An article published on June 13, 2016 in The Parliament Magazine, describes an animal testing-free approach for the generation of scientific evidence in support of the substitution of endocrine disrupting substances of very high concern (SVHCs), including both known (phthalates and bisphenols) and suspected (parabens) endocrine disrupting chemicals (EDCs). This work is undertaken within the project LIFE-EDESIA initiated in 2013 (FPF reported), coordinated by Alberto Mantovani and Stefano Lorenzetti from the Istituto Superiore di Sanita (ISS, Institute of Public Health), Rome, Italy.
To evaluate the safety of potential chemical substitutes, a two-step tiered approach was employed, incorporating computational screening methods followed by in vitro functional assays focusing on biomarkers considered predictive of adverse effects of EDCs in humans.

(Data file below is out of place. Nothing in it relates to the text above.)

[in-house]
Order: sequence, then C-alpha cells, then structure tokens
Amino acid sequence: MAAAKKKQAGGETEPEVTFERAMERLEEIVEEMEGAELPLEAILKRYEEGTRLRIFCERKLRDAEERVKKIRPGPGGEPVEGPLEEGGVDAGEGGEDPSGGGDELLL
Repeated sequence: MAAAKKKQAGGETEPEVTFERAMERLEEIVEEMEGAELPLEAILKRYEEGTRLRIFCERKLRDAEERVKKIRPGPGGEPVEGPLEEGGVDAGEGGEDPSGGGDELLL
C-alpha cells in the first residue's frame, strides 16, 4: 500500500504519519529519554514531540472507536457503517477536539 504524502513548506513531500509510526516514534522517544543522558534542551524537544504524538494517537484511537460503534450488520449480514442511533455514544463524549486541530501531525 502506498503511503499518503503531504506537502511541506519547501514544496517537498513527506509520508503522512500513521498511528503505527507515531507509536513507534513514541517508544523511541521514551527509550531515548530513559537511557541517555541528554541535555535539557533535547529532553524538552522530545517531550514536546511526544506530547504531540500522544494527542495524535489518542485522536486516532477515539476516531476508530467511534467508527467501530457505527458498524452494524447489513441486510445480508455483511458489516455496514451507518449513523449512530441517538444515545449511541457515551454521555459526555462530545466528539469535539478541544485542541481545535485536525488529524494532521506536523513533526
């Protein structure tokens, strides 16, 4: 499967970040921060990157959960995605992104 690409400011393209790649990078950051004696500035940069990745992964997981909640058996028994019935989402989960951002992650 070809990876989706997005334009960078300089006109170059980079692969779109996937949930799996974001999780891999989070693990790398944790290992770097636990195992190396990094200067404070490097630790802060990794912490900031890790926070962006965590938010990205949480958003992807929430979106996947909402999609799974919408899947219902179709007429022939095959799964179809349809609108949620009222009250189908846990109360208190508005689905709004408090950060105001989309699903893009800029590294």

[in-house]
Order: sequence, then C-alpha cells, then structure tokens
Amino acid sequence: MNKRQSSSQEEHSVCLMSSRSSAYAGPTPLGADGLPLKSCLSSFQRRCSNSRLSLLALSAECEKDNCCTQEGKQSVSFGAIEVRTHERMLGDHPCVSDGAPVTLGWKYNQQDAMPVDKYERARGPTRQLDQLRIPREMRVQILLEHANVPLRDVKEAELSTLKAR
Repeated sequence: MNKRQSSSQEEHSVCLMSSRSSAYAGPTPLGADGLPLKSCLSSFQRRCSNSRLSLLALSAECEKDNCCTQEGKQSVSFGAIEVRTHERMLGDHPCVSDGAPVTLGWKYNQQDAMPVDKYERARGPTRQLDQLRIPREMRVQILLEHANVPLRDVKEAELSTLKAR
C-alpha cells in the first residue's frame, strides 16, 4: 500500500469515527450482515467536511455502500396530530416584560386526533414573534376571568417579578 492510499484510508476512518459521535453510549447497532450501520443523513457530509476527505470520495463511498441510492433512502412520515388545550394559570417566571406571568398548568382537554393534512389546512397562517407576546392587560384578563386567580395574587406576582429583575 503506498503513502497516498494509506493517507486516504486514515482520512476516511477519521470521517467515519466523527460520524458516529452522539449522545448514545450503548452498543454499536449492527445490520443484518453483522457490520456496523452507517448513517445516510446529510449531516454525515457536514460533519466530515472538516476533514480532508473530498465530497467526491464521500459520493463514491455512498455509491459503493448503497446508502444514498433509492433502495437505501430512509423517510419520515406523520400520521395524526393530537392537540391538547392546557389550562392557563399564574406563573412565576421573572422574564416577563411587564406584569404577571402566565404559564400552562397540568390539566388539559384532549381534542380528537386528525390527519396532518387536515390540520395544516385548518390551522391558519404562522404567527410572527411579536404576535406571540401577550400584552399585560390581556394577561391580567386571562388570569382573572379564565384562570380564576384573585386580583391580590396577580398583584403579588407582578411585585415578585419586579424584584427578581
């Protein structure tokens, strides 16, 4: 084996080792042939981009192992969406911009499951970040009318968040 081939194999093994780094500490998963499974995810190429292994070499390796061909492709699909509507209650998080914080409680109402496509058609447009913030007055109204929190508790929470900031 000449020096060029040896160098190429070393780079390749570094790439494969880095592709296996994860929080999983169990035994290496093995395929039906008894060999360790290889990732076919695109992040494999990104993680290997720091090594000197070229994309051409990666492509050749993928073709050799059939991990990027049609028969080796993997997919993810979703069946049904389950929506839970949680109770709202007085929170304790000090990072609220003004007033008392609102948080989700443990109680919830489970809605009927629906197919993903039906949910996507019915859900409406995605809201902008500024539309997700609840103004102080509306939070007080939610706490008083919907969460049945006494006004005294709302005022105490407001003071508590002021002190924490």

In silico tools used chemical structure information to evaluate the receptor-binding capacity and important SVHC-related properties such as mutagenicity/genotoxicity, persistence, and bioaccumulation.
The panel of in vitro tests included the assessment of several biomarkers in three human cell lines (fetal hepatocytes, trophoblasts, prostate epithelium). In addition, chemicals’ transactivation potential for estrogen receptor (ER), androgen receptor (AR), and peroxisome-proliferator activated receptors (PPARs) was evaluated.
Delivery of a validated list of substitute chemicals is expected by December 2016.
LIFE-EDESIA (2016). “LIFE-EDESIA: Endocrine disruptors in silico/in vitro – Evaluation and substitution for industrial applications.” The Parliament Magazine, Issue 439, p. 45 (pdf)